|Board of Directors & CEO||10||200,000||2,000,000||0.099701%||-||1,994,018||199,402|
That means that each player’s $1 million stake is actually now worth slightly less than that, because it was diluted to include the business managers. It’s clear, though, that the players own the league, right? If enough players got mad at the CEO and Board, they’d be able to fire them, so the CEO and Board are therefore incentivized to keep their shareholders happy, like any CEO and Board.
So, this league forms and begins operations. They sign TV deals, lease stadium space, sell tickets and concessions, and make money. Let’s say they have this income statement, which is of rectal origin, but probably reasonable.
|Tax @ 35%||(455,000,000)|
|After-Tax Net Income||845,000,000|
That means there is $845 million of profit to distribute among the partners. I think this is reasonable because nobody is going to stand for unnecessary extravagance that doesn’t add value to the business. Nobody’s private jets, or country club memberships, or other nonsense will be run against this income statement, because this is a profit-seeking enterprise, and how it’s run is transparent to all owners. Some of the profits will be retained to be invested in future value-adding operations, and some will be paid out in cash. Look at it like this:
|Class||Number||Actual Equity by Participant||Total Equity||Share of Profits by Class||Share to Payout||Share to Equity||Payout per Participant||Equity Addition per Participant||New Equity Stake per Participant||New Total Equity|
|Board of Directors & CEO||10||199,402||1,994,018||842,473||421,236||421,236||42,124||42,124||241,525||2,415,254|
Each of the owners at the $1 million level got a payout of $210,618, and their equity accounts also grew by that much. That’s important, because as new owners get added, they’ll come in at the flat $100,000 rate. I would envision that all players who complete three seasons in the new league are offered partnership for a cash buy-in of $100,000. Once a player retires, he would have one league year to remain a partner. If he became employed by the league in some capacity, he could remain a partner, and if not, he’d be paid out in cash for the full amount of his equity share, and be free to invest that money as he saw fit.
In other words, on an ongoing basis, partnership in the league is only available to the initial class of investors and employees of the league, as approved by the Board of Directors. If Tom Brady had his $1 million stake, and never played in the new League, he’d be allowed to be partner for as long as he played football in any league, and for one year after that. At that time, if he were never employed by the new league, he’d be paid out for his share. If he became an executive five years later, he wouldn’t automatically be allowed to buy in, and it would be a function of approval by the Board.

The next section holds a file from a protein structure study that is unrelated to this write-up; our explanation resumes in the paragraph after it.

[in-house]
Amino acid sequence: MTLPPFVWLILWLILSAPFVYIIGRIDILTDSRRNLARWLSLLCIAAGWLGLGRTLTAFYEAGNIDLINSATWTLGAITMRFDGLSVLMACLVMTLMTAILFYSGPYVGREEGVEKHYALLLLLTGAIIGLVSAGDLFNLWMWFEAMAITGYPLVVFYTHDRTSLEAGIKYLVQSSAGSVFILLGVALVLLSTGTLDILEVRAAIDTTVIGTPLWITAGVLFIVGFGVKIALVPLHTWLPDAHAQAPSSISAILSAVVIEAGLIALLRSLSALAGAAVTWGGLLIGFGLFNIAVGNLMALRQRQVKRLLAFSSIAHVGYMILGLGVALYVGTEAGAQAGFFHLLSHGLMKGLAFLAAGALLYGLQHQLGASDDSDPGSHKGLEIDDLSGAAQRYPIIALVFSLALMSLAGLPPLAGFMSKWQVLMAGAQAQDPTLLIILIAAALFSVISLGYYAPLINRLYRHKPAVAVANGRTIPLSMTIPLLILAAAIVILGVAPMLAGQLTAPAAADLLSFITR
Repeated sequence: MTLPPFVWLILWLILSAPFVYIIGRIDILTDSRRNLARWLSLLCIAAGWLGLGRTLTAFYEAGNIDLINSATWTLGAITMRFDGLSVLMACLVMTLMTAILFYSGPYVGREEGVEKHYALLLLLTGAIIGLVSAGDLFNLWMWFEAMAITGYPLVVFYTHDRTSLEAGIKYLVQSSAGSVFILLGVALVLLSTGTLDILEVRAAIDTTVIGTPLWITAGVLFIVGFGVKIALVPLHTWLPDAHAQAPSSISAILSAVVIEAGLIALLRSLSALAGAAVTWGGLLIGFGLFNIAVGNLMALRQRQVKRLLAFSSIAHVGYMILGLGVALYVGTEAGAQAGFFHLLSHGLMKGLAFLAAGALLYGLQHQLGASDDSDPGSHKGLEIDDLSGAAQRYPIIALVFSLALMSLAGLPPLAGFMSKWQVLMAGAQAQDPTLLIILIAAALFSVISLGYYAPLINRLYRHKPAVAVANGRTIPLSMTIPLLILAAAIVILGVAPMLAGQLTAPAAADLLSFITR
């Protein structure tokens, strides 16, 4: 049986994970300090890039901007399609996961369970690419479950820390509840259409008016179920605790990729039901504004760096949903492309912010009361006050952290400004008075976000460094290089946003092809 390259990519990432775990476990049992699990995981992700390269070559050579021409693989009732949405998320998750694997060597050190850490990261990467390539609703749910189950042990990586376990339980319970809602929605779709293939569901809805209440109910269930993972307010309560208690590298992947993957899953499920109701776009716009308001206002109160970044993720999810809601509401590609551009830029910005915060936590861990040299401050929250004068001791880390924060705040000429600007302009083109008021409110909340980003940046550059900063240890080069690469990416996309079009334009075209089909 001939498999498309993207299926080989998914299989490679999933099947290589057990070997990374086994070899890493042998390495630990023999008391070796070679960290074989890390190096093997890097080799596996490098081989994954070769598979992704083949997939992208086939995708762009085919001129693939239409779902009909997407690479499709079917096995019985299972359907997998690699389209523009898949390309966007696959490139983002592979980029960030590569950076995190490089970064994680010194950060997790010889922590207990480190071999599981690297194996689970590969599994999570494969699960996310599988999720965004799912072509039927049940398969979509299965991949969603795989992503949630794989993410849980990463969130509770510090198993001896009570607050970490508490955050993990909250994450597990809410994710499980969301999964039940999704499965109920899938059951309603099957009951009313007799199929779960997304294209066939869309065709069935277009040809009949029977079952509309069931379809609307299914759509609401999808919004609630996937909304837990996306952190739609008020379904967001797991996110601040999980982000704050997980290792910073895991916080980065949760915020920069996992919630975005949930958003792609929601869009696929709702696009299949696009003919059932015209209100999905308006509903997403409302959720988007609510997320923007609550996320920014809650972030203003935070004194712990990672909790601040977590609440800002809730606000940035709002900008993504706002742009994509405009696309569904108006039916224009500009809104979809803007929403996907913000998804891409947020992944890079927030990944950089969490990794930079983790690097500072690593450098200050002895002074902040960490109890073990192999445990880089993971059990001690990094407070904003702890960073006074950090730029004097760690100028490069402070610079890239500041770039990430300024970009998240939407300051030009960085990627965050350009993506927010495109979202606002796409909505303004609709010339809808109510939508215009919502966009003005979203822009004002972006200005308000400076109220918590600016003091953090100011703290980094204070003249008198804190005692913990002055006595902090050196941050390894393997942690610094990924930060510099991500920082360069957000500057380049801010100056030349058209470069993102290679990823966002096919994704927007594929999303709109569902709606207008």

Within 10 years, the new league would have most of the high-dollar initial investors paid out, and would be operating on an ongoing basis just like E&Y or another accounting firm. Work is collectively done toward making money, and profits are distributed to the partners, who come and go over the years. Non-partner employees work hard in hopes of becoming partners someday and sharing in the wealth creation that’s taking place. What a novel concept that we don’t need some fool who was born rich to sit at the top and collect the real money.
As for team operations, each team would have a fixed budget for player salaries, and standardized operating expenses like travel, meals, and coaches’ salaries. Lease expense, marketing, and other budgets would be strategically handled at the league-wide level. Revenue expectations would vary by market size, but each team would be expected to contribute to overall revenue in line with a reasonable forecast, just like any business unit in any large company.
I realize that this is a big leap to make, but think about how well it could work. Players out of college could choose between the NFL and the new league. In one, they’re employees, and in the other, they’re on a track for partnership in the overall enterprise. Whichever league does the best job of attracting players and marketing itself to fans would prevail as the superior business. That’s competition in a free market. And if the new league was putting out a superior product, I think I’d have to find a new team to root for.
I hate the term food for thought, because I don’t think it makes any sense, but this is something to think about. There’s a Part 2 of this coming eventually, regarding a more intelligent approach to the generation of profits for the new league, but I’m heading out to Vegas again tomorrow morning. There will be Capital One Girls, drunken debauchery, gambling, and one planned dinner at a nice steakhouse. From there, I’m traveling straight to Dallas for work from Tuesday to Thursday night, and that’s my month-end close, so I don’t really know when I’ll have time to write next. When I get to it, though, we’ll continue to burn down the barn.